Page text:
Many of us are predicting that SFdC will become a takeover target in 2007 and the same will happen to NetSuite. That doesn't happen unless:
1. there's a bubble (no)
2. there's opportunity (yes)
3. there's a threat (most definitely)

David got it plain wrong. This isn't about integration at all but software assembly, the way you want it. SAP can't continue on its per engine pricing, it's already discounting up to 93% in some cases. Why? Pressure all around - including SaaS.

It is doing well with B1 at the moment but in part that's due to it buying accounts rather than selling software. And I don't have a beef with B1 at all. It's an interesting competitor in the marketplace.

If readers are interested, I've already got the bones of a combined accounts and practice management system kicking around on my development server. It's not integrated but assembled.

Check what can be done from near scratch in 3 days to build an interactive presence that adds value. IMO.

BTW - a link to David and I would have been nice.

BTW2 - I'd not describe myself as an 'evangelist' but a realist. I like to see the train wreck before it arrives so I can take the appropriate action.

BTW3 - I wasn't predicting on takeup at any stage but I'm prepared to predict that 'user power' will really take off this year. And that there will be multiple 'places of riotous aassembly.'

jacp400's picture

Last in line

jacp400 | | Permalink

I'm kinda with Dennis on this one but there are a few things to keep in mind;

1/ Comprehensive accounting, distribution, and manufacuting software takes time to create and deliver. Thats why Netsuite still cant touch the likes of Access, Iris Exchequer, SAP B1 etc for functionality, and for most people functionality is still more important than the method of delivery.

2/ The UK and to a lesser extent the US accounting software markets are very mature and mostly saturated. When I started 12 years ago, around 1 in 3 companies didnt have computerised stock, sales orders, or even in some cases computerised accounting software. Now almost everyone I see has something and is looking for a something functionaly better. Companies will not change accounting systems for the delivery method alone, there needs to be a compelling event. Even when that exists SaaS players still be competing against long established players like Access, Iris Exchequer, SAP, Sage etc.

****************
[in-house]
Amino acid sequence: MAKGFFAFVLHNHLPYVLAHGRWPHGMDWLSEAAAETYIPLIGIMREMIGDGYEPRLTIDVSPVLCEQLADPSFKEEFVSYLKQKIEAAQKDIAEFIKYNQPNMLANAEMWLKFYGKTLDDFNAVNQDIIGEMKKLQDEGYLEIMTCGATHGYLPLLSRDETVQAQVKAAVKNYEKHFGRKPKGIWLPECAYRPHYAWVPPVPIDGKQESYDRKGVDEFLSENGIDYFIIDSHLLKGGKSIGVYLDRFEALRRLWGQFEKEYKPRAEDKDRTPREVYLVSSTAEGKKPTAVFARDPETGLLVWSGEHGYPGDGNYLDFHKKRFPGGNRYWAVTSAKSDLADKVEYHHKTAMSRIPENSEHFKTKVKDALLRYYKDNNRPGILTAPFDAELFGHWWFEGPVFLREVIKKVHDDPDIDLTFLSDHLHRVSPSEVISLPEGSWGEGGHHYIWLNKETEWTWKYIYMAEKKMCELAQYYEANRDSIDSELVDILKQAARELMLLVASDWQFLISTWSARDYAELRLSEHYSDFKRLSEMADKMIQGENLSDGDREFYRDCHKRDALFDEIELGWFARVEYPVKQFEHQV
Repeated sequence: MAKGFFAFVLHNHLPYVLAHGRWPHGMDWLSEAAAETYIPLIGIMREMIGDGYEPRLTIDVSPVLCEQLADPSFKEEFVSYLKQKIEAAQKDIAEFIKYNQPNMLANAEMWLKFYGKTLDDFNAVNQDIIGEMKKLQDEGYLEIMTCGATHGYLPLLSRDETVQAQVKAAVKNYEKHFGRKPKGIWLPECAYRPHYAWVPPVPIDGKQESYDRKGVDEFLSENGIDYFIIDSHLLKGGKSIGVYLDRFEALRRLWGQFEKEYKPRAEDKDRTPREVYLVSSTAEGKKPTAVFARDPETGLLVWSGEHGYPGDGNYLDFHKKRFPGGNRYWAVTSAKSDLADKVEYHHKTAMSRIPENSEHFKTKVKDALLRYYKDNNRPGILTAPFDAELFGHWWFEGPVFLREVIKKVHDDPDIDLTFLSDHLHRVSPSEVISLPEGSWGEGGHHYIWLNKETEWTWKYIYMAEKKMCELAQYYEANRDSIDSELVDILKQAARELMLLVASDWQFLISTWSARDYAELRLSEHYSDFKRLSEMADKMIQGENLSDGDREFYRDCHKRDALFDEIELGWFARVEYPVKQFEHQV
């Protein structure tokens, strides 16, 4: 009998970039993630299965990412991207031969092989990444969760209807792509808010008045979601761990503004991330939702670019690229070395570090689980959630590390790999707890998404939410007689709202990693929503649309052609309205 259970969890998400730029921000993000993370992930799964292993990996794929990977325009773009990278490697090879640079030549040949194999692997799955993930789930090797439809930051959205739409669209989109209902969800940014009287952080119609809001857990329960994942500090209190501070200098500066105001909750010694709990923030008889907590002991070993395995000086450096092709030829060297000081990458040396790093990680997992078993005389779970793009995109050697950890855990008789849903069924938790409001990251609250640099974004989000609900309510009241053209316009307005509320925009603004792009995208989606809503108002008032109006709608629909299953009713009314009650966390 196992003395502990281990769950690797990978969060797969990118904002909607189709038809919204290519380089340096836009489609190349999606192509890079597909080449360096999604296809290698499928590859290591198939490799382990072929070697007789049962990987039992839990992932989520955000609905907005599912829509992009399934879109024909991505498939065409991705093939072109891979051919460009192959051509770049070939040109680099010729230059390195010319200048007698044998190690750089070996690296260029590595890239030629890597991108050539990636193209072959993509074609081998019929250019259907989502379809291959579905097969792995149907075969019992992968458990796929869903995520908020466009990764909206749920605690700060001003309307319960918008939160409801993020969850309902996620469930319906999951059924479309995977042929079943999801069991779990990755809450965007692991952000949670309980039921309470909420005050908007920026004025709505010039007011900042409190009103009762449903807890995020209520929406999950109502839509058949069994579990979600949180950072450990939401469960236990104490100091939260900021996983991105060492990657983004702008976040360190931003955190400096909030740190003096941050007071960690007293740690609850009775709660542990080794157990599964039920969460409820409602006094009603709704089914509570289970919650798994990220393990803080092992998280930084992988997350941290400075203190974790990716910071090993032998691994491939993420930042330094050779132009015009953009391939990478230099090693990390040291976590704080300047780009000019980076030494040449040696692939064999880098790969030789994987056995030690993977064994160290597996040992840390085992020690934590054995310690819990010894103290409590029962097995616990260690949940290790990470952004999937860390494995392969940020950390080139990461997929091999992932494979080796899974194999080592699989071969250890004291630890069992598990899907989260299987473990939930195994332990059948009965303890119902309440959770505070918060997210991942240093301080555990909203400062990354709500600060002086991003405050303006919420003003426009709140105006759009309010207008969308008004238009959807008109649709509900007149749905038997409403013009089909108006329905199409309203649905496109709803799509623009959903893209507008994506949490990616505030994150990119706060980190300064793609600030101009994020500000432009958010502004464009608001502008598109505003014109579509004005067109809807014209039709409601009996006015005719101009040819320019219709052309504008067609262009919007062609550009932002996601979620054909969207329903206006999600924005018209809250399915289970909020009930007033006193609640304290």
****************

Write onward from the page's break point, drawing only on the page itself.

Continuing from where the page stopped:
3/ Many SME companies (I have checked on companies house) are still single site operations, and those that are multi-site are generally happy to run their software from the main office with a WAN connection which still suits many traditional accounting systems. Most SME businesses dont have roaming workers in their accounts departments, or the warehouse. By the nature of their jobs they are office based. The idea of delivery anywhere at anytime is simply unimportant.

4/ Most companies I see need integration with other systems - if youre other systems are LAN based then its is much easier to do this with a LAN based accounting system.

5/ Growth stats can look impressive when youre starting out. I could show you some great growth figures for my department over the 2005/6 year but when you start with a relatively small base it doesnt mean anything.

SaaS will happen in this marketplace but for all these reasons it will not happen quickly.

I speak as someone who has implemented Salesforce.com and Vivantio helpdesk, both SaaS solutions, in my department this year. Its fits a specific requirement of a small department with remote workers very well, but for most people I meet in the course of business I dont see the need for this delivery for an accounting solution.

Happy New Year to all.

John Clough
Head of Business Solutions
BDO Stoy Hayward LLP

John Stokdyk's picture

Let the debate begin for 2007!

John Stokdyk | | Permalink

Thanks for the feedback gents.

I've already had a word with Dennis for failing to acknowledge that my decision on the progress of software as a service in 2006 was based on the comments and experiences of users and vendors on AccountingWEB. Partly to encourage further debate, I presented our view as a microcosm - but one based on real-life feedback - rather than trying to deliver a verdict on the global marketplace. Aweb members, I think, are probably more interested in what's available to them now, for how much rather than divining the likely share price movements and M&A activity on Wall Street.

As John Clough so helpfully pointed out some SaaS vendors are experiencing high growth rates - (from a very small starting point), but Microsoft, Sage, Access and IRIS are not among them. The suppliers who are most prominent on AccountingWEB - Twinfield, Liberty and WinWeb, for example - are still pretty small fish. And the consistent response I'm getting from AccountingWEB is that they don't need SaaS at the moment, and aren't interested.